Cutting board grain

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Forum topic by AGolden posted 11-24-2020 05:00 PM 599 views 0 times favorited 5 replies Add to Favorites Watch
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98 posts in 310 days

11-24-2020 05:00 PM

Hello all,

Believe it or not i am a woodworker who has never made a cutting board (gasp!).

My friend recently asked me to help him make a traditional German serving board and I wanted to get other’s opinions on grain options and what I am thinking of doing

The way I understand it I could go three ways, edge grain, end grain, or face grain.

Because this is more of a “serving board” than a cutting board and is designed to be relatively thin and won’t see heavy chopping, I was thinking that face grain might be the way to go to minimize the number of thin glue seams and to give some options to emphasize the grain.

I was wondering if there are any particular issues that come up with each of the different types of cutting board arrangements that I mentioned. Let me know, thank you!

5 replies so far

View NickyMac's profile


32 posts in 344 days

#1 posted 11-24-2020 05:39 PM

Are you sure you want to mar your perfect record hahaha

For a serving board, do whatever is pleasing to the design. It will see much less abuse so you are pretty free to use softer woods without too much concern. Soak it in mineral oil and then buff with beeswax or use a similar food grade finish if you want a shine.

edge v. face grain doesn’t really matter in a chopping board as long as the grain is straight. End grain is pretty, but doesn’t make a real practical difference either regarding knife sharpness or durability of the board (SACRILEGE!). End grain does however make a much bigger difference in the board’s susceptibility to water, so make sure to dry it after washing and don’t ever let it sit in a puddle. I like rubber feet on the bottom to keep mine in place and raise them up from the counter.

The biggest thing is to be sure to use a tight-pore wood (maple etc) which will be much easier to keep clean. Porous woods like oak love to pick up bits and grow things.

-- - Nick

View LesB's profile


2798 posts in 4419 days

#2 posted 11-24-2020 06:04 PM

Out of curiosity I had to google “German” serving boards to see what made them German. No particular differences found but all I saw on etsy were either edge or face grain in construction.

You probably already realize that a “hard” wood is important to a functioning “cutting” board but for a serving board it is not as important but as mentioned above stay away from wood with open pores unless you plan to apply a hard top coat which would be OK for a serving board.

I personally do not like putting mineral oil on serving or cutting boards. It never dries or cures the only top coat you can use on is is wax and I would hate to see it leave a stain a nice table cloth. I have had good luck with processed Walnut oil. It cures hard and dry and can be top coated if desired. For serving platters or boards I usually apply a hard top finish like Salad bowl finish from General or Behlens but water based poly would work too.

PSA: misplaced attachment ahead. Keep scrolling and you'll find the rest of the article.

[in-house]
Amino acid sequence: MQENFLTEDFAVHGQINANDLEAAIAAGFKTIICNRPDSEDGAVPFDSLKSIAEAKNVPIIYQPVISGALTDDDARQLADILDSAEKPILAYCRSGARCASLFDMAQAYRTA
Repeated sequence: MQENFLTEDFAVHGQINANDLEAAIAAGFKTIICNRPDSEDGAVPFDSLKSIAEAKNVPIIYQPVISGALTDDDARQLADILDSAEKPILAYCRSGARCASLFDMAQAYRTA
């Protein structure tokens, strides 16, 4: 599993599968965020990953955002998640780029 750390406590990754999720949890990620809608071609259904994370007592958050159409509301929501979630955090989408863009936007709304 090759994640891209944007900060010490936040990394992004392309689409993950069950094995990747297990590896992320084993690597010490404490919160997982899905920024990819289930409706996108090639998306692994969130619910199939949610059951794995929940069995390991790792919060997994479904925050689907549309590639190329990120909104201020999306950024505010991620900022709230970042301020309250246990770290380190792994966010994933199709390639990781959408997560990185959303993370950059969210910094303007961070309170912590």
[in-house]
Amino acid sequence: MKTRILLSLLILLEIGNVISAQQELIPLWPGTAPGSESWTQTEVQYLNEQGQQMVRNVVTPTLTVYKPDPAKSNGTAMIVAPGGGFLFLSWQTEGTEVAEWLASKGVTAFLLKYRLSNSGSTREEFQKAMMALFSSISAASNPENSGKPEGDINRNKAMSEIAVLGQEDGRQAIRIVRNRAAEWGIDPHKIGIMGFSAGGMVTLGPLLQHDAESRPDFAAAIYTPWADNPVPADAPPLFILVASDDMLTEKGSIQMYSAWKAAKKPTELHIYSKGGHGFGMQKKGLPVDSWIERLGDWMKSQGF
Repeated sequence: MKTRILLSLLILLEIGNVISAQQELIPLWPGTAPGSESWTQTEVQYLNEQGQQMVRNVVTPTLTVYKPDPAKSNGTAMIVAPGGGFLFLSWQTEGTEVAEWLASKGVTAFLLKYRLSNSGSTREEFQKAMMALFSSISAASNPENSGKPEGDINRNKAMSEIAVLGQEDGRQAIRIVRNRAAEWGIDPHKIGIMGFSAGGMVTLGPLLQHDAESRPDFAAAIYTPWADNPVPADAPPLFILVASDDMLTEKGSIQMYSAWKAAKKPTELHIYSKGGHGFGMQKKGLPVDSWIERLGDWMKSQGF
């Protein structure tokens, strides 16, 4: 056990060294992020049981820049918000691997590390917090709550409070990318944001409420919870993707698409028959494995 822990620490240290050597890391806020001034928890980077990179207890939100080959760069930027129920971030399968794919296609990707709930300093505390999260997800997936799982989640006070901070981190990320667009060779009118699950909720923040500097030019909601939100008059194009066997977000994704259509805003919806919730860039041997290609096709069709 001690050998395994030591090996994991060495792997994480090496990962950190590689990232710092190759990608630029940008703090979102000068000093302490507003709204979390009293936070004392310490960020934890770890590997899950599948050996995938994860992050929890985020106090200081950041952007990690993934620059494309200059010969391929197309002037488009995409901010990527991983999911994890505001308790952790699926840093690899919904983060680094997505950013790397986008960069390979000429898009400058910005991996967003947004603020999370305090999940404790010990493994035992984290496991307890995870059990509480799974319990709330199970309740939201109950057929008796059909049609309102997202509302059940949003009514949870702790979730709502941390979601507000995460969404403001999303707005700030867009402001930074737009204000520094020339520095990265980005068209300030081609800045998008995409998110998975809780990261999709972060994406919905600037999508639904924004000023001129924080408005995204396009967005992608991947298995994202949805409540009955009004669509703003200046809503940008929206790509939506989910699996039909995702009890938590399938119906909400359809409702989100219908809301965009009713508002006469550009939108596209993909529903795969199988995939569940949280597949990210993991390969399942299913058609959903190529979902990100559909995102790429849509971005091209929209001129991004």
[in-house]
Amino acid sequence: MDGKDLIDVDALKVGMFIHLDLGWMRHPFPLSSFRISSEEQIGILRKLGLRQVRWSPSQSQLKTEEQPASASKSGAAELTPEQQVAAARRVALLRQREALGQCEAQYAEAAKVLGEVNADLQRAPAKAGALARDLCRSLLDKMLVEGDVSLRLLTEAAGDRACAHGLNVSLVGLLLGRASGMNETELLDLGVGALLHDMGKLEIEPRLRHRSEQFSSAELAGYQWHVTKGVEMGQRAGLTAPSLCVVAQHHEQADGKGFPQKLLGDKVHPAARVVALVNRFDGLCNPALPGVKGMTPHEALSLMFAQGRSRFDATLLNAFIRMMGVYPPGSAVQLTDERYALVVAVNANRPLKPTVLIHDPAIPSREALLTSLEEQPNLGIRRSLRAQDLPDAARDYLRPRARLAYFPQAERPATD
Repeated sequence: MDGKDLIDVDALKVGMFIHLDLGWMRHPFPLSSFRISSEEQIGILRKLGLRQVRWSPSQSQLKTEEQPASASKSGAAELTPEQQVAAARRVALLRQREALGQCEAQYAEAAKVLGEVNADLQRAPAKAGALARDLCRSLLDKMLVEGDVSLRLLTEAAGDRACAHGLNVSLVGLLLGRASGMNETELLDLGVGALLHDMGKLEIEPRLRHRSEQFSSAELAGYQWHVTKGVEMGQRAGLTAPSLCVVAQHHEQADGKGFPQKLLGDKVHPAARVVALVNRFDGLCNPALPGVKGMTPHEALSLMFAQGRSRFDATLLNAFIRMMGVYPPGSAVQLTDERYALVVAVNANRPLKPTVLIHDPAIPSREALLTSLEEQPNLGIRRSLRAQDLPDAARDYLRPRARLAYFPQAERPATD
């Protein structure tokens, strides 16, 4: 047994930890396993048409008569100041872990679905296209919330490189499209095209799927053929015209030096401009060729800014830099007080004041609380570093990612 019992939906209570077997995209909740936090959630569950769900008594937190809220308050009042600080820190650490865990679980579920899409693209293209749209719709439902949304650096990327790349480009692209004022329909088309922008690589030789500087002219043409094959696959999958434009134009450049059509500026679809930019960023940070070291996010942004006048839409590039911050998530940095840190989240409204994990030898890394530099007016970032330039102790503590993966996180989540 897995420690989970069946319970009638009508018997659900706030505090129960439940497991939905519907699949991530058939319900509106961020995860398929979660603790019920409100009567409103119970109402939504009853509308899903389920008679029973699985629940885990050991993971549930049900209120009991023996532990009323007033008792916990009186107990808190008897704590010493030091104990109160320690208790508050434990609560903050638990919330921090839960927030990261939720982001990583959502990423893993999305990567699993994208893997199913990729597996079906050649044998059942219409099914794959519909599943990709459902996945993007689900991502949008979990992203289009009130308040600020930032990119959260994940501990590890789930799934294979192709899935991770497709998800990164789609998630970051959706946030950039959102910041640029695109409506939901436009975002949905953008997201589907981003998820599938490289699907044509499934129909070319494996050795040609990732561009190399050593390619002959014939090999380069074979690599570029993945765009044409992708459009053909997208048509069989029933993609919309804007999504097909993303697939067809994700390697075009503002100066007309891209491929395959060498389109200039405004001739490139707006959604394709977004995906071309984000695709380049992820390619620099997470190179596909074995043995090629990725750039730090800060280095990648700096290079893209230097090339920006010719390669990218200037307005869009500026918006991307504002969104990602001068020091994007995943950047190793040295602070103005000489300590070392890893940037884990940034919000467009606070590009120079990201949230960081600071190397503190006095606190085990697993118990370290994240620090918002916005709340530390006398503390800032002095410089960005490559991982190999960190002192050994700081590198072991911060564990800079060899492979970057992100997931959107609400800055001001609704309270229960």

Regarding grain orientation. For your described purpose the main difference in construction will be in smoothing the surface after assembly. Getting a smooth level surface on end grain can be a difficult and tedious process…even if you have a drum sander. Do not run an end grain board through a planer to get it level and smooth…..You might get away with it but it could also be disastrous.

-- Les B, Oregon

View Jim Jakosh's profile

Jim Jakosh

25757 posts in 4081 days

#3 posted 11-25-2020 01:26 AM

Edge grain and face grain are about the same…long grain. End grain is harder and best used for cutting on but since this is a serving board, long grain would work out just fine. Like Les says, you only want to sand end grain and not plane it to avoid grain tear out ( for your next cutting board!!).

cheers, Jim

-- Jim Jakosh.....Practical Wood Products...........Learn something new every day!! Variety is the Spice of Life!!

View therealSteveN's profile


7013 posts in 1550 days

#4 posted 11-25-2020 06:57 AM

Having made and used both face grain boards, and end grain I can say there isn’t really a huge difference in how they wear, cut, or effect the knives being used on them. Some write that it’s a huge difference. All I can say is I cook every day, usually at least 2 meals, so I’ve had ample time to try to see this difference, and can’t say I have.

If possible ask the recipient if they have a preference. Making long grain boards it’s much easier to add curved inlays, and if you want stripes it makes the most sense. If you want patterned then end grain are the ticket.

Now if any chopping is expected then I’m going to suggest only end grain.

-- Think safe, be safe

View AGolden's profile


98 posts in 310 days

#5 posted 12-14-2020 06:07 AM

Update, Here are some of the results

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